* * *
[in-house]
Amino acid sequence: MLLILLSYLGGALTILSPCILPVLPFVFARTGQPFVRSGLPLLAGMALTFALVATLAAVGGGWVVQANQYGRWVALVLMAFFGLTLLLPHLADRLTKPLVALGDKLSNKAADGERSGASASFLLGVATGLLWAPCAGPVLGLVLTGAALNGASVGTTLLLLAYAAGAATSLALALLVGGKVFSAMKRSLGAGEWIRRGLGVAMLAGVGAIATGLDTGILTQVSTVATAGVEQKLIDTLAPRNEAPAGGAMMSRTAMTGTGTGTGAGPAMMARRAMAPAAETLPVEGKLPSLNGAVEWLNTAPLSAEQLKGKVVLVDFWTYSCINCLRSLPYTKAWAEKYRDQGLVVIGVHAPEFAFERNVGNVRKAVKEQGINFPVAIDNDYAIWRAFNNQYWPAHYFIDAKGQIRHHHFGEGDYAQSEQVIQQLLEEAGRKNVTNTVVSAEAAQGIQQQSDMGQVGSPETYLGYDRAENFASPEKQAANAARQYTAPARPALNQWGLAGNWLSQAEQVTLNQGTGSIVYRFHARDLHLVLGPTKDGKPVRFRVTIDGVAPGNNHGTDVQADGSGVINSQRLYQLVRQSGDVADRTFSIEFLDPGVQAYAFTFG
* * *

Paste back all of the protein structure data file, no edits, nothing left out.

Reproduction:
[in-house]
Amino acid sequence: MLLILLSYLGGALTILSPCILPVLPFVFARTGQPFVRSGLPLLAGMALTFALVATLAAVGGGWVVQANQYGRWVALVLMAFFGLTLLLPHLADRLTKPLVALGDKLSNKAADGERSGASASFLLGVATGLLWAPCAGPVLGLVLTGAALNGASVGTTLLLLAYAAGAATSLALALLVGGKVFSAMKRSLGAGEWIRRGLGVAMLAGVGAIATGLDTGILTQVSTVATAGVEQKLIDTLAPRNEAPAGGAMMSRTAMTGTGTGTGAGPAMMARRAMAPAAETLPVEGKLPSLNGAVEWLNTAPLSAEQLKGKVVLVDFWTYSCINCLRSLPYTKAWAEKYRDQGLVVIGVHAPEFAFERNVGNVRKAVKEQGINFPVAIDNDYAIWRAFNNQYWPAHYFIDAKGQIRHHHFGEGDYAQSEQVIQQLLEEAGRKNVTNTVVSAEAAQGIQQQSDMGQVGSPETYLGYDRAENFASPEKQAANAARQYTAPARPALNQWGLAGNWLSQAEQVTLNQGTGSIVYRFHARDLHLVLGPTKDGKPVRFRVTIDGVAPGNNHGTDVQADGSGVINSQRLYQLVRQSGDVADRTFSIEFLDPGVQAYAFTFG